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Polish tax policy - its impact on the mineral sector


  • Kulczycka, Joanna
  • Wirth, Herbert
  • Hausner, Jerzy


Nowadays, an increase in the overall tax burden on mining companies is being observed as a global trend. The governments of many countries view mining companies as quite profitable, therefore they would like to participate in the revenue arising from the exploitation of natural resources by, for example, taxing the activity. Currently the share of taxes and charges in the cost structure of the mining sector in Poland is at relatively high level, amounting to 7% of total production costs. The main factors affecting this situation are obligatory fees, such as (a) geological and mining taxes and fees, (b) taxes and fees for environmental use, (c) taxes and fees associated with employees and business, and (d) a new tax on the extraction of certain types of mineral which has been levied in Poland since 2012. The overall level of tax, including new taxes and royalties, has a positive impact on public and local finances, however higher taxation levels are likely to reduce mining companies’ incentives to invest. It has to be underlined that the anticipation of taxation during the various stages of a project is a crucial factor for investors. If an investor thinks that the tax system will be unfavourable to him during the production period, there is a risk that he will not make his investment (hold-up risk). However, if the tax system is changed after investments are made, the investor no longer has any choice (Laporte & Quatrebarbes 2015). And the latter was the case in Poland for KGHM Polska Miedź SA which has been mining in Poland for over 50 years and has sufficient resources for a further 30 years and more. Therefore tax has a significant impact, both on ongoing operations and on the development of new mineral resources in Poland. It has created additional challenges as the new tax on the extraction of certain types of mineral has a non-linear character, it is several times higher than other taxes, and is only levied on copper and silver. By diminishing the profits limit it can not only decrease exploration activity, but also cause some new investment in Poland to be cancelled. The aim of this paper is to analyse the effects of taxation on resource valuation in Polish copper existing mines, and to assess the implications both from an investor's and the Government's point of view from the medium to long-term perspective.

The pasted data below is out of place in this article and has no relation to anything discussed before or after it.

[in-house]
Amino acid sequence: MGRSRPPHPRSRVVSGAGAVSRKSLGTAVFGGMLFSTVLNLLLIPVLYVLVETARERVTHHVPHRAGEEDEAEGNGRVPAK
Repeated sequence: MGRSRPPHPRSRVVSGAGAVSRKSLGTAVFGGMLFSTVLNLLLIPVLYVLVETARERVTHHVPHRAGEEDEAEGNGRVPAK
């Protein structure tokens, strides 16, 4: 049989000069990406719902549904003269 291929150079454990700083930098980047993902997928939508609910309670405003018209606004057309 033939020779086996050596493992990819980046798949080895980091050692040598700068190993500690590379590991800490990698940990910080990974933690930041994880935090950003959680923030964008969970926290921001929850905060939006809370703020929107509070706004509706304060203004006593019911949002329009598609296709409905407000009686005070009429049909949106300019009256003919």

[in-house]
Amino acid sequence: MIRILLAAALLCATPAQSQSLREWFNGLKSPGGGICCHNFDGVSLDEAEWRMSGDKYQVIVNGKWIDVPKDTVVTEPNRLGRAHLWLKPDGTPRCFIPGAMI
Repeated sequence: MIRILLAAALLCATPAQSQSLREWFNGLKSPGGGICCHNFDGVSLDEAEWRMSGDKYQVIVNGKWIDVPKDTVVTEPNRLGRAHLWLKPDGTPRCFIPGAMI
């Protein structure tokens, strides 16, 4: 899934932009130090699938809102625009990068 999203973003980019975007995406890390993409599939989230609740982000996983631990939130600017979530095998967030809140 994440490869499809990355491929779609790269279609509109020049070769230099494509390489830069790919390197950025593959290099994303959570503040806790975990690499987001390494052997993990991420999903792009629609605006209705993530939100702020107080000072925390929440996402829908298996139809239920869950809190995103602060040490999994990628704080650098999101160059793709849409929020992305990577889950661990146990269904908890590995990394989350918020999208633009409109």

Suggested Citation

  • Kulczycka, Joanna & Wirth, Herbert & Hausner, Jerzy, 2017. "Polish tax policy - its impact on the mineral sector," Resources Policy, Elsevier, vol. 52(C), pages 72-80.
  • Handle: RePEc:eee:jrpoli:v:52:y:2017:i:c:p:72-80
    DOI: 10.1016/j.resourpol.2017.01.013

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    References listed on IDEAS

    1. Smith, James L., 2013. "Issues in extractive resource taxation: A review of research methods and models," Resources Policy, Elsevier, vol. 38(3), pages 320-331.
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    Cited by:

    1. Fang He & Xin Miao & Christina W.Y. Wong & Yanhong Tang, 2020. "Corporate Social Responsibility and Operating Performance: The Role of Local Character in Emerging Economies," Sustainability, MDPI, Open Access Journal, vol. 12(12), pages 1-25, June.


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